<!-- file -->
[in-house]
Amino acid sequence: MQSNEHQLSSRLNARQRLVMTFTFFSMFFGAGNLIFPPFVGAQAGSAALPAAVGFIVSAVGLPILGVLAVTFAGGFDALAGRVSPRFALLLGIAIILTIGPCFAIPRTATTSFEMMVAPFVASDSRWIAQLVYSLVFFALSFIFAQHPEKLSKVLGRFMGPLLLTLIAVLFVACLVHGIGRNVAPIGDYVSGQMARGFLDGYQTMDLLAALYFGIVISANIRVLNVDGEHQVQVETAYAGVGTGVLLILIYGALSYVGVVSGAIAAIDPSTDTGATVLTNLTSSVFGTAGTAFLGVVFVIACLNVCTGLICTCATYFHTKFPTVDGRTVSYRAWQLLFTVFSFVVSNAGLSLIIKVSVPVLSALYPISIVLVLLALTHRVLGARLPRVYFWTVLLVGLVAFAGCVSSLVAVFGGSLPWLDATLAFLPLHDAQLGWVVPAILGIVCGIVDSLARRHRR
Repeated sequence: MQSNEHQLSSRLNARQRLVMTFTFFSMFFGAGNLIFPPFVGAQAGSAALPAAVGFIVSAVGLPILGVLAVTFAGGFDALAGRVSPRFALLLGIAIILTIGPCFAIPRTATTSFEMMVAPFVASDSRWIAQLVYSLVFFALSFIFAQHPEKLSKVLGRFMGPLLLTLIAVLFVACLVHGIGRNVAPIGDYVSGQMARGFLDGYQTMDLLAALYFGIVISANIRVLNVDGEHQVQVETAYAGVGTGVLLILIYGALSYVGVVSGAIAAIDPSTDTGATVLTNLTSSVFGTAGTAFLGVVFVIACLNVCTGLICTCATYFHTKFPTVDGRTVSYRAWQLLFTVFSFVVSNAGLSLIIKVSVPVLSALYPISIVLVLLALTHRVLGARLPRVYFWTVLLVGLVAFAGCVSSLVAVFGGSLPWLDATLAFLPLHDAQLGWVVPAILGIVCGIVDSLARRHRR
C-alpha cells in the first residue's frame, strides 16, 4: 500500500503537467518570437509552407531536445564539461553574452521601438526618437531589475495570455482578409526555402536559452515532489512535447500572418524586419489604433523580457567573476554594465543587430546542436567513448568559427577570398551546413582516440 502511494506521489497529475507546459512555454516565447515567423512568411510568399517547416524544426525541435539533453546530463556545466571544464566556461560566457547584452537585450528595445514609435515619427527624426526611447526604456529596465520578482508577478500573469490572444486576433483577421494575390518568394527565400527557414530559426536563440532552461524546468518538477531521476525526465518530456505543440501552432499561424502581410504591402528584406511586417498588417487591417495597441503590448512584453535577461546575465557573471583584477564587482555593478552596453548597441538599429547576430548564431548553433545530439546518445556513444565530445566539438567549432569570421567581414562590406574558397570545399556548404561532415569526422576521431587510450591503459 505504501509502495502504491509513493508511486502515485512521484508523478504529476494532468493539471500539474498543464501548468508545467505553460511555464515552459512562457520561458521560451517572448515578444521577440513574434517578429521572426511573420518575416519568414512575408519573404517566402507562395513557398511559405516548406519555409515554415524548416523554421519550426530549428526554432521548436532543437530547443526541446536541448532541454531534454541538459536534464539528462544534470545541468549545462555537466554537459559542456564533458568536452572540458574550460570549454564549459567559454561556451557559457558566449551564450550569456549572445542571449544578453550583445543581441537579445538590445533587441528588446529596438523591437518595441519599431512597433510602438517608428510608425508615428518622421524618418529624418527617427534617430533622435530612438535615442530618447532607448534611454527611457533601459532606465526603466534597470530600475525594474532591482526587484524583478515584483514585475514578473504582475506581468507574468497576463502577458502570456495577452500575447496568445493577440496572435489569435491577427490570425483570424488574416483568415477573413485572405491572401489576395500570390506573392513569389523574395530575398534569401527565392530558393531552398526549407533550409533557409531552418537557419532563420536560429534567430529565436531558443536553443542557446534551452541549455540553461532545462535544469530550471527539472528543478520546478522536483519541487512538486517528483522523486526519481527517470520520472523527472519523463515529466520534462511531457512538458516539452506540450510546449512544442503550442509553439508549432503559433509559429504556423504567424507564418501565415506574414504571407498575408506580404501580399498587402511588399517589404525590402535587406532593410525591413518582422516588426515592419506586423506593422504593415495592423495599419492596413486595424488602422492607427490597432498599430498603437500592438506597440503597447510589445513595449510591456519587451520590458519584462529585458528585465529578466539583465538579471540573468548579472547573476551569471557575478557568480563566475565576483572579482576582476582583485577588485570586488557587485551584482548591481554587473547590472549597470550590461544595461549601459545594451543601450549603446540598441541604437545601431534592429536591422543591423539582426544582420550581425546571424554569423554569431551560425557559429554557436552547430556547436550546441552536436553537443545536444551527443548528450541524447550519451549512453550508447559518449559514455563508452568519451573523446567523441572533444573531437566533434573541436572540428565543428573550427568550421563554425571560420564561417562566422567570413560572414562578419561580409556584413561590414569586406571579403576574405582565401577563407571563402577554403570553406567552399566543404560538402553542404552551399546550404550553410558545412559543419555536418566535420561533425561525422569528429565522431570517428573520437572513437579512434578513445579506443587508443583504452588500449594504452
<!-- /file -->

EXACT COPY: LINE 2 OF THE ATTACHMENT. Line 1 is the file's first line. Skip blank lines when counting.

Amino acid sequence: MQSNEHQLSSRLNARQRLVMTFTFFSMFFGAGNLIFPPFVGAQAGSAALPAAVGFIVSAVGLPILGVLAVTFAGGFDALAGRVSPRFALLLGIAIILTIGPCFAIPRTATTSFEMMVAPFVASDSRWIAQLVYSLVFFALSFIFAQHPEKLSKVLGRFMGPLLLTLIAVLFVACLVHGIGRNVAPIGDYVSGQMARGFLDGYQTMDLLAALYFGIVISANIRVLNVDGEHQVQVETAYAGVGTGVLLILIYGALSYVGVVSGAIAAIDPSTDTGATVLTNLTSSVFGTAGTAFLGVVFVIACLNVCTGLICTCATYFHTKFPTVDGRTVSYRAWQLLFTVFSFVVSNAGLSLIIKVSVPVLSALYPISIVLVLLALTHRVLGARLPRVYFWTVLLVGLVAFAGCVSSLVAVFGGSLPWLDATLAFLPLHDAQLGWVVPAILGIVCGIVDSLARRHRR